This article previously appeared on Crossfader
Storytelling might be one of the most ubiquitous human traditions. From the earliest days of life, children will beg for bedtime stories, and as they grow, so too does this interest in anecdotes. Whether it’s sitting around a campfire telling tales of horror or gossiping with coworkers by the water cooler, the things we share bring us closer together. Without realizing it, stories become currency, a means of growth, of change, and of connection. Dim Bulb Games’ debut title, WHERE THE WATER TASTES LIKE WINE, illustrates this value of stories and where they come from in its ardent expression of the Great Depression, Manifest Destiny, and the rise of folklore in America.
Galvanized by the works of Twain and Steinbeck, WTWTLW explores the world of folk and the folk of the world. You play as a soul cursed to continuously wander the American countryside, gathering rumors and stories of all shapes and sizes from those you meet. Along the way, you may come to find that some tales may not be so tall after all. One thing is for sure, though: only through gathering enough personal tales and crafting the ultimate story that encompasses the truth of human life and nature can you hope to ever break this curse and finally get the rest you deserve.
From the moment I laid eyes on him, I knew he was not a good boy
Playing through this game, it is clear that drawing its roots from interactive storytelling like those provided by Telltale, Inkle, or even the late LucasArts has not limited WHERE THE WATER TASTES LIKE WINE (which you better believe I’m not going to keep writing out) in attempting to establish a distinct flavor of its own. Though the way in which world traversal offers the player opportunities to delve into puzzles or encounters is similar, the separation arises from a broad degree of player freedom.
Within 15 minutes of starting WTWTLW, players are given an absolute freedom to explore the entire American countryside. When playing, you aren’t “told” to go anywhere or guided to the hottest scoops. The agency afforded to the player is overwhelming, and beyond the open world, WTWTLW leaves players with only a single broad objective: listening to the stories of the world. Thanks to such a single and all encompassing goal in a world of opportunities, players easily find themselves sinking into the mindset of a traveler, setting off to discover the mysterious world and people that lie beyond.
What lies beyond are the experiences made from discovering incredible life stories of American wanderers. In my time playing, I found that rather than placing significance on the stories I created, WTWTLW merely used my tales to gather records from the journey of others. The most memorable interactions in this game were those where I would handpick a story to retell a fellow traveler so that I might entice them to confess more about their own lives. My own background was merely a channel through which I could experience honest interpretations of others’ lives. Discovering their tales of woe, their dreams, their passions, and so much more was both the goal and the reward.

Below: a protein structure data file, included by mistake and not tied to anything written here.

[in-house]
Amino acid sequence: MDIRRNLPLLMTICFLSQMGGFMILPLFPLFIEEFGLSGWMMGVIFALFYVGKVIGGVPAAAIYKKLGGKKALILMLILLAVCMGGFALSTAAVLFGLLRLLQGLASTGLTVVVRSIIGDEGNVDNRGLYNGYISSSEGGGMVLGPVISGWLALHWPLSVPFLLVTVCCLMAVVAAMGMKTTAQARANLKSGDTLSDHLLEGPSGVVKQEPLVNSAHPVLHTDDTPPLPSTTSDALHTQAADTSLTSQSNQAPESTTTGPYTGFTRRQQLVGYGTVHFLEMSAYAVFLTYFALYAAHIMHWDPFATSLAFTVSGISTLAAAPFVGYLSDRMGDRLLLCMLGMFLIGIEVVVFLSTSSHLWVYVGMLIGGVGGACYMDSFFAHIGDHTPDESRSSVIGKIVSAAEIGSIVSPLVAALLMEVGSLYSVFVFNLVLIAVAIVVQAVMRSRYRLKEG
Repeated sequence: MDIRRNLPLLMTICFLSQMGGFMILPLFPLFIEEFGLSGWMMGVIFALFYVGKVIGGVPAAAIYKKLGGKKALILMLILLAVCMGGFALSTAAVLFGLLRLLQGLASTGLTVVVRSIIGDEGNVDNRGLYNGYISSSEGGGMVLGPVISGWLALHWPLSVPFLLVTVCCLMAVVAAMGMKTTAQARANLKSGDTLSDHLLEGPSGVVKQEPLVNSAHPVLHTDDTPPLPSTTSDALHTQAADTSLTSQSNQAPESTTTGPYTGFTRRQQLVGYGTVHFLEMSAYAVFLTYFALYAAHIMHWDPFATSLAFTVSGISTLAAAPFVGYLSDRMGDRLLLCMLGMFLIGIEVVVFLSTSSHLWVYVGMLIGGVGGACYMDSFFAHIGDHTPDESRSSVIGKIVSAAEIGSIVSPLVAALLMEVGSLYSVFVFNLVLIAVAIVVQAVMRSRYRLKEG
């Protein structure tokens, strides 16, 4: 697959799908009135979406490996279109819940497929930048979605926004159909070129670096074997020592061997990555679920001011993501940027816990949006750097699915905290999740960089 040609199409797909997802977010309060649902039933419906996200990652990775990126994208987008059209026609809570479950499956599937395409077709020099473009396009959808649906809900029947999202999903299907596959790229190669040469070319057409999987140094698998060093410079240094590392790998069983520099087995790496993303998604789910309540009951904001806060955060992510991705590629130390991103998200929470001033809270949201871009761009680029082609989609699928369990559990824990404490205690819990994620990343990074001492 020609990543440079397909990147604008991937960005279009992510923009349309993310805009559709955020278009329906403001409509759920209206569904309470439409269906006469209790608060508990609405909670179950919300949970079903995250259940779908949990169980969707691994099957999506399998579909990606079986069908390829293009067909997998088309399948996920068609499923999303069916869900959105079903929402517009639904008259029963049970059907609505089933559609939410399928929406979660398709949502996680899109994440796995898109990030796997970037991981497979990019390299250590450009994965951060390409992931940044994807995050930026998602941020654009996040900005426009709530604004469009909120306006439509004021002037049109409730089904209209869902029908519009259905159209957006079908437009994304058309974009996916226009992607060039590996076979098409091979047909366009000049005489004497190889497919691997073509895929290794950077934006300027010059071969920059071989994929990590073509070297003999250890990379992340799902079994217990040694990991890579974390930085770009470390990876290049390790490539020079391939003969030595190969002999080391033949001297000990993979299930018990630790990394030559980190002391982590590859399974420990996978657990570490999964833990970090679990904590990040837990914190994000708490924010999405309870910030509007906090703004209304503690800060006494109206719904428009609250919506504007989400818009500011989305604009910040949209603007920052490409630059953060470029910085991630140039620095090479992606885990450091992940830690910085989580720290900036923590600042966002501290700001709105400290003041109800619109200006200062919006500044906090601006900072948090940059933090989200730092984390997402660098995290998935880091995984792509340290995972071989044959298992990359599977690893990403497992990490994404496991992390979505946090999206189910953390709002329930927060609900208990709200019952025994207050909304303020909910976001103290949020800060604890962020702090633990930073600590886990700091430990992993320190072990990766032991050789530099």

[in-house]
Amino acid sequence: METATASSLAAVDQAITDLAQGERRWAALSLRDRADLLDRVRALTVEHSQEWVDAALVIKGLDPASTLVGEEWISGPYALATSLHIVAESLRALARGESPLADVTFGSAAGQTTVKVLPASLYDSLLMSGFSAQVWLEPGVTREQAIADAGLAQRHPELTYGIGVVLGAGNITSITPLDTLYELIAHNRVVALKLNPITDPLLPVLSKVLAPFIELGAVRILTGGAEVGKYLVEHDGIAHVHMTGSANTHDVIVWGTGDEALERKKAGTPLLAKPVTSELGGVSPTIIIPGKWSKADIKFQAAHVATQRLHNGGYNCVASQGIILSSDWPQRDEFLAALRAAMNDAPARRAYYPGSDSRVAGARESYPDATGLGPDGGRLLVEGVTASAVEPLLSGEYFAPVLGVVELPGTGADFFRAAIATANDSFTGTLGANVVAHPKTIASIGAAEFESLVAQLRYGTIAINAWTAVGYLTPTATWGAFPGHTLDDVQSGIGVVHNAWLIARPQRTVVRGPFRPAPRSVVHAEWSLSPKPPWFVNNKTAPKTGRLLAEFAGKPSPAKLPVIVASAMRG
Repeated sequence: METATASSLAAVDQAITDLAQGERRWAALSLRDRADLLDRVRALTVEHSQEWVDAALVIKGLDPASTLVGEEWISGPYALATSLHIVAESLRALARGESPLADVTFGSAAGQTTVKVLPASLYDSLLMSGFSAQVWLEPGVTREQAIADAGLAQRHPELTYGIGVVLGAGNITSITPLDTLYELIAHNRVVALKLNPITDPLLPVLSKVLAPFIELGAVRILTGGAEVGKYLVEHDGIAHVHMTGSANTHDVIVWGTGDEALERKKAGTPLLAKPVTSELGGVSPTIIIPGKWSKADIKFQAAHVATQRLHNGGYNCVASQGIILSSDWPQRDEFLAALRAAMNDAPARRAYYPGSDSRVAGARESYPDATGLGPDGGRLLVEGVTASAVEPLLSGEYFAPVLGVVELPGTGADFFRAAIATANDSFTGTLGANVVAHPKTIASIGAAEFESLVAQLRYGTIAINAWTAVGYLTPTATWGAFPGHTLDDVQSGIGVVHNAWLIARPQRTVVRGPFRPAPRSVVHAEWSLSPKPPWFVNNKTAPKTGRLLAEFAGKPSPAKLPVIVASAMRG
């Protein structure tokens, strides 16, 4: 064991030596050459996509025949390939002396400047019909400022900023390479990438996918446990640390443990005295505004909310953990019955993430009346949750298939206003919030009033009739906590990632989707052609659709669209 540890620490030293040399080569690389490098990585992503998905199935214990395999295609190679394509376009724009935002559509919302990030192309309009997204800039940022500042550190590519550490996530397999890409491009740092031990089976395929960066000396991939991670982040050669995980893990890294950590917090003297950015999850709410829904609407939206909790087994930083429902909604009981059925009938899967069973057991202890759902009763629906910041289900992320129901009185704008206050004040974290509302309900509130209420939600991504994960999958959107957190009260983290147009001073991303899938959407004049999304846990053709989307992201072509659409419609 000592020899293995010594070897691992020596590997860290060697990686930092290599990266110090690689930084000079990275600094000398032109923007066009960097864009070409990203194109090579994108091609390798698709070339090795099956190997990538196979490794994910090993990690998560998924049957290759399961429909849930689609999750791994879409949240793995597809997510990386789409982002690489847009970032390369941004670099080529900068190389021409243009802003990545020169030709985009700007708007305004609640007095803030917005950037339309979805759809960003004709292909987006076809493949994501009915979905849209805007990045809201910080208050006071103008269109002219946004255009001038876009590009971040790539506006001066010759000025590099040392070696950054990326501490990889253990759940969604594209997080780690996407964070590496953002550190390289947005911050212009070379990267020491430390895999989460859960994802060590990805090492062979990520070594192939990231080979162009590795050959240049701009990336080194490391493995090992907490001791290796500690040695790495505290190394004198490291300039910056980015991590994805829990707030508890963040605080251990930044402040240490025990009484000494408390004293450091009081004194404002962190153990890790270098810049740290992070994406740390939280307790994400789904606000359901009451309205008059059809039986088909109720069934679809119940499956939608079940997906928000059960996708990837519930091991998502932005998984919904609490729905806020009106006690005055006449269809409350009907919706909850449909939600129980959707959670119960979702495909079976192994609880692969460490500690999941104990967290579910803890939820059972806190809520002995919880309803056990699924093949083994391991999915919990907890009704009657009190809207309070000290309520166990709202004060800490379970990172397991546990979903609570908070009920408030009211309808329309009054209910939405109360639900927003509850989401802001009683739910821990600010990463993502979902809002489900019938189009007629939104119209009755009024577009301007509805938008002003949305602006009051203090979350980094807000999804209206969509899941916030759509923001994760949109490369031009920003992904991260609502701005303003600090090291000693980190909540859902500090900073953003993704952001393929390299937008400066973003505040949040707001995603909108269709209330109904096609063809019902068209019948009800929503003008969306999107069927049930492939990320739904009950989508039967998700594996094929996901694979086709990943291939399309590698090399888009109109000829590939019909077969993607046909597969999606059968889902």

Like a Hitchhiker’s Guide to America
Beyond the focus on these stories from wanderers, WTWTLW comes into its own through the loving detail it places into the subtle and normally inconsequential details. Often, text-heavy games neglect the importance of sound design and atmosphere, necessitating constant breaks to overcome the strain of reading for long stretches at a time. Luckily, WTWTLW is aware of the pitfalls in presentation found in wordy games, and circumvents the problem with completely voiced-over dialogue by a stupendous ensemble of voice acting talent who set every scene and capture the historical tone the developers set out to portray. In addition to the fully voiced text, WTWTLW provides a score that is worth listening to even when the game is turned off.
It would be easy to tell the player stories in a game set during a period where folktales were a dime a dozen, but harder yet is designing a game that represents the growth of folklore. When I began playing, I understood that stories were the currency of the game. In order to learn about the lives of others, I would need to tell them of my own experiences. My surprise came after discovering that the tales I told would grow and mutate over time, like a cross-country game of telephone. A story of a couple living a peaceful life together in a lighthouse turned into a rumor of a place of refuge and safety for lovers everywhere. An allegory about a farmer trying to chase a tornado became the legend of Pecos Bill, a cowboy who rode a tornado across the countryside. Each and every time I learned of a new form my shared experience had taken, the world of the game felt even more alive and connected.
He sure looks like he’s chomping at the bit to tell this story
“Connected” certainly is the word that I would use to describe WHERE THE WATER TASTES LIKE WINE. With so many titles in the medium emphasizing player action of various stripes, it’s refreshing to get a chance to sit back and listen to others for a change. If you are a fan of the interactive fiction genre, have been in search of a new world to explore, or just enjoy a good story, then I cannot recommend this game highly enough. WHERE THE WATER TASTES LIKE WINE is a roller coaster of emotions, delivering the kind of cathartic gut punch that I would hope for in a journey focused squarely on learning about the trials and tribulation of those you meet along the way.
Reviewed on PC